Fully coupled simulations of non-colloidal monodisperse sheared suspensions

Chemical Engineering Research and Design (Impact Factor: 2.28). 01/2007; 8(6):778-791. DOI: 10.1205/cherd06114
Source: OAI

ABSTRACT In this work we investigate numerically the dynamics of sheared suspensions in the limit of vanishingly small fluid and particle inertia. The numerical model we used is able to handle the multi-body hydrodynamic interactions between thousands of particles embedded in a linear shear flow. The presence of the particles is modeled by momentum source terms spread out on a spherical envelop forcing the Stokes equations of the creeping flow. Therefore all the velocity perturbations induced by the moving particles are simultaneously accounted for. The statistical properties of the sheared suspensions are related to the velocity fluctuation of the particles. We formed averages for the resulting velocity fluctuation and rotation rate tensors. We found that the latter are highly anisotropic and that all the velocity fluctuation terms grow linearly with particle volume fraction. Only one off-diagonal term is found to be non zero (clearly related to trajectory symmetry breaking induced by the non-hydrodynamic repulsion force). We also found a strong correlation of positive/negative velocities in the shear plane, on a time scale controlled by the shear rate (direct interaction of two particles). The time scale required to restore uncorrelated velocity fluctuations decreases continuously as the concentration increases. We calculated the shear induced self-diffusion coefficients using two different methods and the resulting diffusion tensor appears to be anisotropic too. The microstructure of the suspension is found to be drastically modified by particle interactions. First the probability density function of velocity fluctuations showed a transition from exponential to Gaussian behavior as particle concentration varies. Second the probability of finding close pairs while the particles move under shear flow is strongly enhanced by hydrodynamic interactions when the concentration increases.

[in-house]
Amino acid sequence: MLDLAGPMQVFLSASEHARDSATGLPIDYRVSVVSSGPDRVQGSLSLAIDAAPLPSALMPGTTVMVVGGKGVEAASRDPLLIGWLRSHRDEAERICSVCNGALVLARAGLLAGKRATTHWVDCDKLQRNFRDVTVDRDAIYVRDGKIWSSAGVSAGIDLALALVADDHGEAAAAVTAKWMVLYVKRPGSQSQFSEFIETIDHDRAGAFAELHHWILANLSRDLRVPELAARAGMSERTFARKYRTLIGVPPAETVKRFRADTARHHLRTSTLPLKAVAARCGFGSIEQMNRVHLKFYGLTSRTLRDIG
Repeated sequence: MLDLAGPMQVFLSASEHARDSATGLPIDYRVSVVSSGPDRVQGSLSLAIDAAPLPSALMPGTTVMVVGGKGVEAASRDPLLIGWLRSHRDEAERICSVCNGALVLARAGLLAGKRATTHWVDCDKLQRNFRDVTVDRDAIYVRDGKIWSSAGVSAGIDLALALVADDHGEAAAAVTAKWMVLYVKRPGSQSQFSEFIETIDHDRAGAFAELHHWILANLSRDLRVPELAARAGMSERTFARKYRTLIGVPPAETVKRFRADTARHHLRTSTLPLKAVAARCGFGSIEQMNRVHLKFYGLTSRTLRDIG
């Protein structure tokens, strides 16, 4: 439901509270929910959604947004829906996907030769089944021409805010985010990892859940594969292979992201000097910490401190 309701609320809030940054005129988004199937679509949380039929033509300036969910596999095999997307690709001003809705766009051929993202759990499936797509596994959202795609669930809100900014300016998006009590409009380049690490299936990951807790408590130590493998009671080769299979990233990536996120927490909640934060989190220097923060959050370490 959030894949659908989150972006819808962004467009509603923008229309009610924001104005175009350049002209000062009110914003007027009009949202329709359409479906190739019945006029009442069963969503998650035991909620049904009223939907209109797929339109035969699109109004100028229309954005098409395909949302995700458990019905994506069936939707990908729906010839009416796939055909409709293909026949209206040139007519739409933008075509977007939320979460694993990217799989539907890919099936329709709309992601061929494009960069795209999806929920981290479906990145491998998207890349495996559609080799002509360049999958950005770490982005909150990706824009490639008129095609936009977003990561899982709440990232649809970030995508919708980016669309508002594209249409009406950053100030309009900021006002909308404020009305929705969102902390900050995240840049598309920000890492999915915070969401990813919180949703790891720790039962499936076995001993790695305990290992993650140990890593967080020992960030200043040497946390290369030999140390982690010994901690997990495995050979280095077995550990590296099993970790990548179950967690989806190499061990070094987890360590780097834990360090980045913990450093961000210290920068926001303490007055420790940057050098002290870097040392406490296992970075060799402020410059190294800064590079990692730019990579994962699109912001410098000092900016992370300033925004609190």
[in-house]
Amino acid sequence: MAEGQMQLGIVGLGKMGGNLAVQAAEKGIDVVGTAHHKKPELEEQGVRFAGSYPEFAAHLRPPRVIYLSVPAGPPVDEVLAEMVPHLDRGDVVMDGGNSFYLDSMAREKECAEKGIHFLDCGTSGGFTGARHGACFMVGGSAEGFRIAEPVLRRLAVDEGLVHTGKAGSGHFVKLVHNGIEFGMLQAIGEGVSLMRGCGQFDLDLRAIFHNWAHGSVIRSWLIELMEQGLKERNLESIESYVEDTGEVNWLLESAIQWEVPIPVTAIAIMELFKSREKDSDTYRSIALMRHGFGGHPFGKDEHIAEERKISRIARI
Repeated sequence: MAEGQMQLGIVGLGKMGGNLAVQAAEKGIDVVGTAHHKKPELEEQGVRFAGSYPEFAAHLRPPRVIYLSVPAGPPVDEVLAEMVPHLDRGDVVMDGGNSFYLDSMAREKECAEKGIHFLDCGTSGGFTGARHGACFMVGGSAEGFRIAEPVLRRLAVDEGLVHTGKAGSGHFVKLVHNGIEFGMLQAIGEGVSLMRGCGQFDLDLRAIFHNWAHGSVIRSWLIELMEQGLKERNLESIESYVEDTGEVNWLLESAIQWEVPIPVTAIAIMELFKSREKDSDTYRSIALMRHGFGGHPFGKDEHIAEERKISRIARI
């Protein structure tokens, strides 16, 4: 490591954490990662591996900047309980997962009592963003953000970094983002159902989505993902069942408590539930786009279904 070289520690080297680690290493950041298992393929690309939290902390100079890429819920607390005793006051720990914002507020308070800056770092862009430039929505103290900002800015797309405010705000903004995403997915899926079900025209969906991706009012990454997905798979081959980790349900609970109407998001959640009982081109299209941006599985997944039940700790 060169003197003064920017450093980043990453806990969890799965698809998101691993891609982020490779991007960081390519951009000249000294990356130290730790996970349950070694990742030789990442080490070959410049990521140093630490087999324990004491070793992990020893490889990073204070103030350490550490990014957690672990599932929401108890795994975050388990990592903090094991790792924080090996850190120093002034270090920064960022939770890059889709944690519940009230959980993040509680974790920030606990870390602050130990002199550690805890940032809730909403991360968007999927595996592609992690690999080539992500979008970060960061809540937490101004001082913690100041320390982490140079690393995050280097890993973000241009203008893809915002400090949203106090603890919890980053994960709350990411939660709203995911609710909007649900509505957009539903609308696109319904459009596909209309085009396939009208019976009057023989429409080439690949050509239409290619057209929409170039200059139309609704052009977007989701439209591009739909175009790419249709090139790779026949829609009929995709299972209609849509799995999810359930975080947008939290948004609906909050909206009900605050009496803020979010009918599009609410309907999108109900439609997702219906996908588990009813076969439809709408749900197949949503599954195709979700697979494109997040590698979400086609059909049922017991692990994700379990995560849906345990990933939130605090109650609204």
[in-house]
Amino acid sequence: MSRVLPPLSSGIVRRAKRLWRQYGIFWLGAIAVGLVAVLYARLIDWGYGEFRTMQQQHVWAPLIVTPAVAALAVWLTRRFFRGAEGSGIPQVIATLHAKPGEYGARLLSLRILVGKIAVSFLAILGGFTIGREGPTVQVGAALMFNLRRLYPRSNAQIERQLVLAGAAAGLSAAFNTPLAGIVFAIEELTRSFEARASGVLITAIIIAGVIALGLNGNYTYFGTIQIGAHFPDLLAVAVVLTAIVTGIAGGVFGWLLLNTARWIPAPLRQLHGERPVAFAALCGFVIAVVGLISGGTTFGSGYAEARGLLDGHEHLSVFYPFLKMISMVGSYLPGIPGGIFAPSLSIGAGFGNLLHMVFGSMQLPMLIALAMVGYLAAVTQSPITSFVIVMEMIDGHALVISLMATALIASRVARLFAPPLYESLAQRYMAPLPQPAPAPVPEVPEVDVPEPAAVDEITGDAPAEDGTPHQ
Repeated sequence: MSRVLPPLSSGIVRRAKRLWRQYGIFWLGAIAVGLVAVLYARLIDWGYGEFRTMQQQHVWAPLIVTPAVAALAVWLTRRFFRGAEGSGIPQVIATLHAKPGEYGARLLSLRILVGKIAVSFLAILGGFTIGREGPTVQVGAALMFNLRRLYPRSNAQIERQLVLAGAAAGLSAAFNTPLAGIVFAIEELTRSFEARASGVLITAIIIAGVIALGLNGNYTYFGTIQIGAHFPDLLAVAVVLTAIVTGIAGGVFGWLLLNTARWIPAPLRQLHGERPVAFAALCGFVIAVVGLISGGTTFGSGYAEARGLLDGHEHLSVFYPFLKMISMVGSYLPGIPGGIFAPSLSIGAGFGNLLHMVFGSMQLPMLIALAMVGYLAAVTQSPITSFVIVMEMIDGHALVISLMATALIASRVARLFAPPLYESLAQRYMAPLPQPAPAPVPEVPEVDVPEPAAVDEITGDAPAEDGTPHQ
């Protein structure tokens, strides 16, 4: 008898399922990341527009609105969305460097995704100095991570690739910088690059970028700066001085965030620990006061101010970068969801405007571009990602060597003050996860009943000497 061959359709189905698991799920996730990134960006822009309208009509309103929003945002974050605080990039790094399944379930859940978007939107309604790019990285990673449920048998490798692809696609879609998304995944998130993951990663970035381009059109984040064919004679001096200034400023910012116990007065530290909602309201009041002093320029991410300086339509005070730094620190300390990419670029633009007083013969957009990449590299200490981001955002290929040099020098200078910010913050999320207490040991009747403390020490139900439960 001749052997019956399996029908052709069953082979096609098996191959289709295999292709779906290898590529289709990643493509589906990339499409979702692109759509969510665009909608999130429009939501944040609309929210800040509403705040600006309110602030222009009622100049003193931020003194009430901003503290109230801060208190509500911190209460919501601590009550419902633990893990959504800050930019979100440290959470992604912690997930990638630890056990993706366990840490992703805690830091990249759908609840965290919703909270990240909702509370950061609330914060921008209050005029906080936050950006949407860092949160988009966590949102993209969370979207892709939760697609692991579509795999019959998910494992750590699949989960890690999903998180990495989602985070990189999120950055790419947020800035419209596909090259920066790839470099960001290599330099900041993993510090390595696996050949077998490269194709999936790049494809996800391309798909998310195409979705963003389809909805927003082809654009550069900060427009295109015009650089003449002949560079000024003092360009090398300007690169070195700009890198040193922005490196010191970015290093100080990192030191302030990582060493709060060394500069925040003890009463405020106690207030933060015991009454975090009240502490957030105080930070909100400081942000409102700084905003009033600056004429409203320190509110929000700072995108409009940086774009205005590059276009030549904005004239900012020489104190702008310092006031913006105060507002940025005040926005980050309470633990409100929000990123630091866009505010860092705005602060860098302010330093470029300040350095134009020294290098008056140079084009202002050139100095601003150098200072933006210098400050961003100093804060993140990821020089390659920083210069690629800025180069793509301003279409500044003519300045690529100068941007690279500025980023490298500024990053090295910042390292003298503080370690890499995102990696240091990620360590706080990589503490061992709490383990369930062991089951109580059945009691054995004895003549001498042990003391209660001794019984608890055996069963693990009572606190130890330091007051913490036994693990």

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Available from: Olivier Simonin, Aug 31, 2015
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    • "The numerical studies on the shear-induced microstructure started with the work of Bossis and Brady (1984) who used the Stokesian Dynamics method to study the particle arrangement in a monolayer. Later, 3D simulations were performed either using Stokesian Dynamics [Drazer et al. (2004); Sierou and Brady (2002)] or Force Coupling Method [Abbas et al. (2007); Yeo and Maxey (2010a,b)]. They all showed that the PDF of a concentrated non-Brownian suspension is anisotropic and fore-aft asymmetric with a larger number of pairs oriented on the approaching side of the reference particle than on the receding side. "
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    ABSTRACT: The shear-induced microstructure in non-Brownian suspensions is studied. The Pair Distribution Function in the shear plane is experimentally determined for particle volume fractions ranging from 0.05 to 0.56. Transparent suspensions made of PMMA particles (172µm in diameter) dispersed in a fluorescent index matched Newtonian liquid is sheared in a wide gap Couette rheometer. A thin laser sheet lights the shear plane. The particle positions are recorded and the pair distribution function (PDF) in the shear plane is computed. The PDF at contact is shown to be anisotropic, with a depleted area in the receding side of the reference particle. The angular position of the depleted zone, close to the velocity axis at low particle concentration, is tilted toward the dilatation axis as the volume fraction is increased. At high concentrations (larger than 0.45), the shape of the PDF changes qualitatively with a secondary depleted area in the compressional quadrant of the main flow and a probability peak in the velocity direction. These experimental results are in good agreement with numerical simulations in Stokesian Dynamics where the interaction force between particles has been tuned to reproduce the particle roughness effects.